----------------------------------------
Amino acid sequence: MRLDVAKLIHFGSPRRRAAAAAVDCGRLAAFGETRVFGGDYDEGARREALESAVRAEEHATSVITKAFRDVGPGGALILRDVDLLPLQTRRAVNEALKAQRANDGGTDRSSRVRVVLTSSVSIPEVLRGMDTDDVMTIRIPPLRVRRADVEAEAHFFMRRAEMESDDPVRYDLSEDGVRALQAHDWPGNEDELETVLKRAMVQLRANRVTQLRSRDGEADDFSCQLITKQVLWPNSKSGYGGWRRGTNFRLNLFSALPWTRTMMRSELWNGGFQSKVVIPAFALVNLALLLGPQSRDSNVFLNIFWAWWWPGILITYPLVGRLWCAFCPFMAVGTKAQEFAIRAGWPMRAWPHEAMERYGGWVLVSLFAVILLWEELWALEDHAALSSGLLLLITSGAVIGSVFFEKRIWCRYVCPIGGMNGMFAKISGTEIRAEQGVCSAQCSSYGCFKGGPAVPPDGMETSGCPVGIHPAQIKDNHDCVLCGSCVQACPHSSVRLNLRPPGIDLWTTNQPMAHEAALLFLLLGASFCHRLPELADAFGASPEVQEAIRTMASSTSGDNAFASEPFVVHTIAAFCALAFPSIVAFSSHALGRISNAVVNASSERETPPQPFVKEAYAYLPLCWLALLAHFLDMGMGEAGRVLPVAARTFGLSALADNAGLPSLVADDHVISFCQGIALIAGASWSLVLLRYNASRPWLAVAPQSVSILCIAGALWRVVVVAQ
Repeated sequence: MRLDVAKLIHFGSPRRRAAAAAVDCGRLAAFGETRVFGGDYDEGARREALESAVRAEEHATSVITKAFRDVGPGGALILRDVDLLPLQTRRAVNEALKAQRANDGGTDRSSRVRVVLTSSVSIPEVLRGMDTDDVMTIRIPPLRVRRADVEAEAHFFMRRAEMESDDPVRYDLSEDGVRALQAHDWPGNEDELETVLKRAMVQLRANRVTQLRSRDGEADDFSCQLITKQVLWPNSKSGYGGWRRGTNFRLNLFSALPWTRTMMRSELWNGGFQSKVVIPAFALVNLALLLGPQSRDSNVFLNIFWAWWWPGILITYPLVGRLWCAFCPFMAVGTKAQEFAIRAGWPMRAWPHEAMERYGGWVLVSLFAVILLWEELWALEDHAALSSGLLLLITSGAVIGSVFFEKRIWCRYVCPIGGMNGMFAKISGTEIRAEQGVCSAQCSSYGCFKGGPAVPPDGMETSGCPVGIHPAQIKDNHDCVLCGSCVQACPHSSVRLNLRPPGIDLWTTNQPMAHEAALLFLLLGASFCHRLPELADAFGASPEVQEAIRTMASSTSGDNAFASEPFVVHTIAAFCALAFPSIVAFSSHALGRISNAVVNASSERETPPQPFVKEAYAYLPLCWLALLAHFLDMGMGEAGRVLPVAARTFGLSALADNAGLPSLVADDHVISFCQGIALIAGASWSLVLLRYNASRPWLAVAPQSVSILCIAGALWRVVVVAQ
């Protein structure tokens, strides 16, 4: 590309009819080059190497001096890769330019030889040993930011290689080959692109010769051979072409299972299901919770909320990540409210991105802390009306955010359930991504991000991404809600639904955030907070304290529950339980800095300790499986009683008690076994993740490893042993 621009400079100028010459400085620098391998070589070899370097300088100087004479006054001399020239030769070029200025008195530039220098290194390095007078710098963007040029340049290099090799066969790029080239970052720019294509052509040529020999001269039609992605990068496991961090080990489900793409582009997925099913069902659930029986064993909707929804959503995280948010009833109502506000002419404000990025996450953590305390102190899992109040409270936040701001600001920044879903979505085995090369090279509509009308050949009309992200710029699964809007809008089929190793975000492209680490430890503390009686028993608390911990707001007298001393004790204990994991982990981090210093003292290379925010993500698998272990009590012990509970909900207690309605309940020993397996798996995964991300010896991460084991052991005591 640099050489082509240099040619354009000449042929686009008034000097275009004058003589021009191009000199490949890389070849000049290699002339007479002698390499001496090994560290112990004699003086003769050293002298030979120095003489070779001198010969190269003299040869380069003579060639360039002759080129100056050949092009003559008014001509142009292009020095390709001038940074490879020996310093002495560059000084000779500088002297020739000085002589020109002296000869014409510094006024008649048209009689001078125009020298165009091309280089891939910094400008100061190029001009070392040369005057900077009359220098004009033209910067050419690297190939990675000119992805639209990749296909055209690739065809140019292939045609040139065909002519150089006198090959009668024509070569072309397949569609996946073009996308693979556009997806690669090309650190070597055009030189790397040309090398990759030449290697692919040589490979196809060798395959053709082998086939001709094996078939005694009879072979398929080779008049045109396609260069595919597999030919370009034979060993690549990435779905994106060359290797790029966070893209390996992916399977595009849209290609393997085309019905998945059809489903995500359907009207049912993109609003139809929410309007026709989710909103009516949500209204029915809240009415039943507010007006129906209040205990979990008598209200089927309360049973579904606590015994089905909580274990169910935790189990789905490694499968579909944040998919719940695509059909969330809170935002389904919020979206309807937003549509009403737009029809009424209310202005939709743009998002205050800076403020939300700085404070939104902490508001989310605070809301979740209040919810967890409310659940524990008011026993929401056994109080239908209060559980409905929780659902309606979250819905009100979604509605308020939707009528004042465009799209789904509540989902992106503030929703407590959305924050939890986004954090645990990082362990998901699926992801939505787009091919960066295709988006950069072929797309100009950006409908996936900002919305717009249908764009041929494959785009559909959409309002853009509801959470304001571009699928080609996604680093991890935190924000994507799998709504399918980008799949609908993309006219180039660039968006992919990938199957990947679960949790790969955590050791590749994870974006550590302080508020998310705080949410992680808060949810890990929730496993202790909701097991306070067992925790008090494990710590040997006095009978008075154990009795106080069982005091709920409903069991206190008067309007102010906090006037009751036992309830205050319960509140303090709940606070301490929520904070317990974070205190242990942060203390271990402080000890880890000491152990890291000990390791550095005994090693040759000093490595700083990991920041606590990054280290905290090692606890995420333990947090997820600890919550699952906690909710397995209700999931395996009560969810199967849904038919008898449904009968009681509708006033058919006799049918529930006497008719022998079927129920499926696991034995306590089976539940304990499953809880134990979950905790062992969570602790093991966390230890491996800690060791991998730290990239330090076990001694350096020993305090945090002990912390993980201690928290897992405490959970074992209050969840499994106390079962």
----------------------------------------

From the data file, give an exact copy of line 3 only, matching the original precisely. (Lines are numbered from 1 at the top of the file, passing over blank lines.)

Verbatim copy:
């Protein structure tokens, strides 16, 4: 590309009819080059190497001096890769330019030889040993930011290689080959692109010769051979072409299972299901919770909320990540409210991105802390009306955010359930991504991000991404809600639904955030907070304290529950339980800095300790499986009683008690076994993740490893042993 621009400079100028010459400085620098391998070589070899370097300088100087004479006054001399020239030769070029200025008195530039220098290194390095007078710098963007040029340049290099090799066969790029080239970052720019294509052509040529020999001269039609992605990068496991961090080990489900793409582009997925099913069902659930029986064993909707929804959503995280948010009833109502506000002419404000990025996450953590305390102190899992109040409270936040701001600001920044879903979505085995090369090279509509009308050949009309992200710029699964809007809008089929190793975000492209680490430890503390009686028993608390911990707001007298001393004790204990994991982990981090210093003292290379925010993500698998272990009590012990509970909900207690309605309940020993397996798996995964991300010896991460084991052991005591 640099050489082509240099040619354009000449042929686009008034000097275009004058003589021009191009000199490949890389070849000049290699002339007479002698390499001496090994560290112990004699003086003769050293002298030979120095003489070779001198010969190269003299040869380069003579060639360039002759080129100056050949092009003559008014001509142009292009020095390709001038940074490879020996310093002495560059000084000779500088002297020739000085002589020109002296000869014409510094006024008649048209009689001078125009020298165009091309280089891939910094400008100061190029001009070392040369005057900077009359220098004009033209910067050419690297190939990675000119992805639209990749296909055209690739065809140019292939045609040139065909002519150089006198090959009668024509070569072309397949569609996946073009996308693979556009997806690669090309650190070597055009030189790397040309090398990759030449290697692919040589490979196809060798395959053709082998086939001709094996078939005694009879072979398929080779008049045109396609260069595919597999030919370009034979060993690549990435779905994106060359290797790029966070893209390996992916399977595009849209290609393997085309019905998945059809489903995500359907009207049912993109609003139809929410309007026709989710909103009516949500209204029915809240009415039943507010007006129906209040205990979990008598209200089927309360049973579904606590015994089905909580274990169910935790189990789905490694499968579909944040998919719940695509059909969330809170935002389904919020979206309807937003549509009403737009029809009424209310202005939709743009998002205050800076403020939300700085404070939104902490508001989310605070809301979740209040919810967890409310659940524990008011026993929401056994109080239908209060559980409905929780659902309606979250819905009100979604509605308020939707009528004042465009799209789904509540989902992106503030929703407590959305924050939890986004954090645990990082362990998901699926992801939505787009091919960066295709988006950069072929797309100009950006409908996936900002919305717009249908764009041929494959785009559909959409309002853009509801959470304001571009699928080609996604680093991890935190924000994507799998709504399918980008799949609908993309006219180039660039968006992919990938199957990947679960949790790969955590050791590749994870974006550590302080508020998310705080949410992680808060949810890990929730496993202790909701097991306070067992925790008090494990710590040997006095009978008075154990009795106080069982005091709920409903069991206190008067309007102010906090006037009751036992309830205050319960509140303090709940606070301490929520904070317990974070205190242990942060203390271990402080000890880890000491152990890291000990390791550095005994090693040759000093490595700083990991920041606590990054280290905290090692606890995420333990947090997820600890919550699952906690909710397995209700999931395996009560969810199967849904038919008898449904009968009681509708006033058919006799049918529930006497008719022998079927129920499926696991034995306590089976539940304990499953809880134990979950905790062992969570602790093991966390230890491996800690060791991998730290990239330090076990001694350096020993305090945090002990912390993980201690928290897992405490959970074992209050969840499994106390079962």